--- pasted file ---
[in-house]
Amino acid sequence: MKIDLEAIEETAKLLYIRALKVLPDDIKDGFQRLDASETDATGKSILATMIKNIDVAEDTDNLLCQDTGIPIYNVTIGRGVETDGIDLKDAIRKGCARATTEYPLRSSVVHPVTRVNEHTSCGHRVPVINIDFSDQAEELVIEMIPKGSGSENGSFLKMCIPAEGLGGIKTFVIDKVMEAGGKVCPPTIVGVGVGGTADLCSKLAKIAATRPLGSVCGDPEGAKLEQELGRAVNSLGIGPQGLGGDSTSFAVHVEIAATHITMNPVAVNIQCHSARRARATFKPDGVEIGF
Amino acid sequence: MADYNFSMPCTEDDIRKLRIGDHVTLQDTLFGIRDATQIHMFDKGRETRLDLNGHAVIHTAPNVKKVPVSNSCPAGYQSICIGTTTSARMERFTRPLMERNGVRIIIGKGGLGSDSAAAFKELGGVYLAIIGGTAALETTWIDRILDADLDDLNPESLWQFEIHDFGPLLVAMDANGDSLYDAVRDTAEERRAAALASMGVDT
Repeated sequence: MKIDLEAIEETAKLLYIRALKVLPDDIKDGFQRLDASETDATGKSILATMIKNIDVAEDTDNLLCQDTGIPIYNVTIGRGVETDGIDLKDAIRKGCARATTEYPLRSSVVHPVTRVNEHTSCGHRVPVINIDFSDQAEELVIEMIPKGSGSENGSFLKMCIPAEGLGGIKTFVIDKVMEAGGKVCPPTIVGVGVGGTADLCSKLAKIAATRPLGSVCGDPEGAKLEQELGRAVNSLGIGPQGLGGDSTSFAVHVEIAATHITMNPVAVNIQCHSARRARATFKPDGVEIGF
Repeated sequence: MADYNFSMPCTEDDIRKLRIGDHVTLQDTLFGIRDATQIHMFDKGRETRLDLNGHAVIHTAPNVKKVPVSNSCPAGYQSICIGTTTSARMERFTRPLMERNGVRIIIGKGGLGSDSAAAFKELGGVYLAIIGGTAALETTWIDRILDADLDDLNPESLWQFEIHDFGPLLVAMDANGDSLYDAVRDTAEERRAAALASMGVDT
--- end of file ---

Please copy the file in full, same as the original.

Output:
[in-house]
Amino acid sequence: MKIDLEAIEETAKLLYIRALKVLPDDIKDGFQRLDASETDATGKSILATMIKNIDVAEDTDNLLCQDTGIPIYNVTIGRGVETDGIDLKDAIRKGCARATTEYPLRSSVVHPVTRVNEHTSCGHRVPVINIDFSDQAEELVIEMIPKGSGSENGSFLKMCIPAEGLGGIKTFVIDKVMEAGGKVCPPTIVGVGVGGTADLCSKLAKIAATRPLGSVCGDPEGAKLEQELGRAVNSLGIGPQGLGGDSTSFAVHVEIAATHITMNPVAVNIQCHSARRARATFKPDGVEIGF
Amino acid sequence: MADYNFSMPCTEDDIRKLRIGDHVTLQDTLFGIRDATQIHMFDKGRETRLDLNGHAVIHTAPNVKKVPVSNSCPAGYQSICIGTTTSARMERFTRPLMERNGVRIIIGKGGLGSDSAAAFKELGGVYLAIIGGTAALETTWIDRILDADLDDLNPESLWQFEIHDFGPLLVAMDANGDSLYDAVRDTAEERRAAALASMGVDT
Repeated sequence: MKIDLEAIEETAKLLYIRALKVLPDDIKDGFQRLDASETDATGKSILATMIKNIDVAEDTDNLLCQDTGIPIYNVTIGRGVETDGIDLKDAIRKGCARATTEYPLRSSVVHPVTRVNEHTSCGHRVPVINIDFSDQAEELVIEMIPKGSGSENGSFLKMCIPAEGLGGIKTFVIDKVMEAGGKVCPPTIVGVGVGGTADLCSKLAKIAATRPLGSVCGDPEGAKLEQELGRAVNSLGIGPQGLGGDSTSFAVHVEIAATHITMNPVAVNIQCHSARRARATFKPDGVEIGF
Repeated sequence: MADYNFSMPCTEDDIRKLRIGDHVTLQDTLFGIRDATQIHMFDKGRETRLDLNGHAVIHTAPNVKKVPVSNSCPAGYQSICIGTTTSARMERFTRPLMERNGVRIIIGKGGLGSDSAAAFKELGGVYLAIIGGTAALETTWIDRILDADLDDLNPESLWQFEIHDFGPLLVAMDANGDSLYDAVRDTAEERRAAALASMGVDT